Date of Award

2-1978

Degree Type

Thesis

Degree Name

Doctor of Philosophy (PhD)

Department

Religious Sciences

Supervisor

Hans Mol

Abstract

The dissertation serves the twofold purpose of contributing theoretically to the sociology of religion, by examining the utility of the identity theory of religion, and analysing the dynamics of a specific religious movement, a task sometimes distinguished as "religious sociology". To achieve both ends the study hypothesizes the viability of sectarianism and examines the components of continuity and change of the Canadian Mennonite Brethren from 1925 to 1975. Ernst Troeltsch's well-worn church-sect typology is found to be aptly applicable to Mennonite Brethren, and Hans Mol's integration/differentiation dialectic, religiously defined in terms of sacralization and secularization, is another heuristic device which suitably explains the dynamic interaction of these components. For its empirical findings, the thesis relies heavily upon a secondary analysis of the Mennonite Brethren data of a 1972 survey retrieved from the larger Church Member Profile of Mennonite and Brethren in Christ churches. To interpret the empirical evidence, the thesis further examines the denominational periodicals, official documents, and theological writings of Canadian Mennonite Brethren to discover how its own spokesmen think.

After exploring sectarian research; particularly the church-sect critique, and establishing the theoretical framework in which sacralization is explained as the stabilizing quality of religion and secularization as religious decline and/or conformity to the world, the thesis traces the emergence of the believers church from the parish church setting, together with the subsequent struggle to retain a separatist stance, both in the Anabaptist-Mennonite movement from 1525 to 1860, and more specifically of the Mennonite Brethren church from 1860 to 1925.

A major part of the thesis analyses the sacralizing components of Mennonite Brethren religiosity. Its system of beliefs and ethics are shown to provide its cognitive and normative boundaries. Its family solidarity and ethnic seclusion enhance the cohesion of the movement. Its emphasis upon conversion and its charismatic leadership consolidate its identities on a personal and group level, respectively. The weekly workship and nurture activities and the formal instruction through parochial schools facilitate integration. So also the structural networks and service agencies are religiously legitimated as they help to retain old members and recruit new ones. Despite the countervailing forces within each component, the overall impact is generally integrating and explains Mennonite Brethren continuity from 1925 to 1975.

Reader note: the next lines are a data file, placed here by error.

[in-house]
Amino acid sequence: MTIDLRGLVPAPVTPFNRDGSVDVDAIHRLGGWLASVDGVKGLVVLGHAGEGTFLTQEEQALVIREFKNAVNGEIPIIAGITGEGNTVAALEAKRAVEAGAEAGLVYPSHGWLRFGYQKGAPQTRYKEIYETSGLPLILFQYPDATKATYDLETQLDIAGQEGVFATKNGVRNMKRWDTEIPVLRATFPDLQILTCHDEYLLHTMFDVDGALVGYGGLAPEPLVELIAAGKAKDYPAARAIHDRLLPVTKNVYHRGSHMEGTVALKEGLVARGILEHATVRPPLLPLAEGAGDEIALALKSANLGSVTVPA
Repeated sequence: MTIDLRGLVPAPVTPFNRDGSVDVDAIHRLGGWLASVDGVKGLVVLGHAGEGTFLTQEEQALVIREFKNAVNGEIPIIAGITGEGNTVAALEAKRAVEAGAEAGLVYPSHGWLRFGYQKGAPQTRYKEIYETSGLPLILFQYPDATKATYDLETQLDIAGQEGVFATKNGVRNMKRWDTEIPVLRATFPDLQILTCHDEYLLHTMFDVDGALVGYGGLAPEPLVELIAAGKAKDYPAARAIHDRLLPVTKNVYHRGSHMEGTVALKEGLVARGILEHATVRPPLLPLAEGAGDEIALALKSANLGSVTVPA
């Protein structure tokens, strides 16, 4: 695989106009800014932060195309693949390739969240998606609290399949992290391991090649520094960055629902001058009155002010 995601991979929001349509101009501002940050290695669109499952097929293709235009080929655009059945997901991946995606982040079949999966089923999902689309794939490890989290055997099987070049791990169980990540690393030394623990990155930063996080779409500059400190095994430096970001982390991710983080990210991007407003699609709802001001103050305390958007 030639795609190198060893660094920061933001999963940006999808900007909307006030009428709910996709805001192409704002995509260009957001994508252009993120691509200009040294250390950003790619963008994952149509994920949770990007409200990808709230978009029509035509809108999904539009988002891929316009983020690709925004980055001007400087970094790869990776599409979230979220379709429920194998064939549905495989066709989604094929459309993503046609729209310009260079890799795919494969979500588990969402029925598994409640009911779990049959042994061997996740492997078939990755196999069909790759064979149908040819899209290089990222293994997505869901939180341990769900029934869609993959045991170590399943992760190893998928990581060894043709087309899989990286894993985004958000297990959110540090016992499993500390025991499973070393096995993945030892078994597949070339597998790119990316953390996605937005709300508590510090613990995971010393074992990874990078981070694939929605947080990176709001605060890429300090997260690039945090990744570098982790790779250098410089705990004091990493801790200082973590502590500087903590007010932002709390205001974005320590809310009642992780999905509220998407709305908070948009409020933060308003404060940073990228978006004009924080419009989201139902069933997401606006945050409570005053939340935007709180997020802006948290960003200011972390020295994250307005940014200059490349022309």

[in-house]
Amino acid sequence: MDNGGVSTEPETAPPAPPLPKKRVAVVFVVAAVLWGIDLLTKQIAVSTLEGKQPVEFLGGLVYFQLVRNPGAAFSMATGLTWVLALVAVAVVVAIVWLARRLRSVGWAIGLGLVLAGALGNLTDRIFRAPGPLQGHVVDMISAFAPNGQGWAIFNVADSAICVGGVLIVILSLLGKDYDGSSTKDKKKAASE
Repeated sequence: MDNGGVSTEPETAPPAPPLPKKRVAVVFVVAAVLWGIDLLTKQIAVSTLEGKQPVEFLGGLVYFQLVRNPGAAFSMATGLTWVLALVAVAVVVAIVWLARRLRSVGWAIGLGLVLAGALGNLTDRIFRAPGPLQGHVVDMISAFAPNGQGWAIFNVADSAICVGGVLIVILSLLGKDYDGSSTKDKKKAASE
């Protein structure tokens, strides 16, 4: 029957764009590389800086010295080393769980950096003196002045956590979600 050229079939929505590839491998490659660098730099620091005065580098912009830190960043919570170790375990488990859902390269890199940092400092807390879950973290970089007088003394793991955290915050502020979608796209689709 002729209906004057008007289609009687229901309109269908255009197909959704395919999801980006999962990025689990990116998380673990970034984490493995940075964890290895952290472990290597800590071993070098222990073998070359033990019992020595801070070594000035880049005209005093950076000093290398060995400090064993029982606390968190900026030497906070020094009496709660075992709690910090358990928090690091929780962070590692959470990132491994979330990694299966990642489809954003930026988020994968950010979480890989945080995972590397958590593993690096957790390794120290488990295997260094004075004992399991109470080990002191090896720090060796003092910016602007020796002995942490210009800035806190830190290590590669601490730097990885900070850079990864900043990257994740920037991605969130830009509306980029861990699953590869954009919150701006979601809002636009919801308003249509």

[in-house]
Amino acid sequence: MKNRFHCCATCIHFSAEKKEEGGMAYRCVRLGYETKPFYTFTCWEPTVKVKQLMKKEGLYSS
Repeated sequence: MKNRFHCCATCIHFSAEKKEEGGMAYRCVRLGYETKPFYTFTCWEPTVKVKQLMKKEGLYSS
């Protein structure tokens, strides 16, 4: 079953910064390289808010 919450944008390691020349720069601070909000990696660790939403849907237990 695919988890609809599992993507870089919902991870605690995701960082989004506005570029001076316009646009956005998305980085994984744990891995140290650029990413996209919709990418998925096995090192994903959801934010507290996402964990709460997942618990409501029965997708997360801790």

Another major part examines the components of change which tend to fragment the movement and gradually bring about its accommodation to the host society. There is ample evidence that education produces relativizing effects, that urbanization has its own fragility hazards, that occupational change demands reorientation, that economic ascendancy results in vertical mobility, and that assimilation leads to identity crisis. Together these forces of change have a decidedly secularizing effect upon the movement, yet its continued viability can be explained in the dialectic of these countervailing forces of sacralization and secularization, the one guarding against excessive adaptability and the other against overly restrictive rigidity. Thus some 450 years after the birth of Anabaptism, some 115 years after the renewal which spawned the Mennonite Brethren church, and some fifty years after a major immigration of the core group in Canada today, Mennonite Brethren show signs of vitality despite outward conformity to society. The thesis supports the hypothesis that sectarianism is viable in today's society. The viability is explained in the dialectic between the synthetic forces of sacralization or integration and the adaptive forces of secularization or differentiation.

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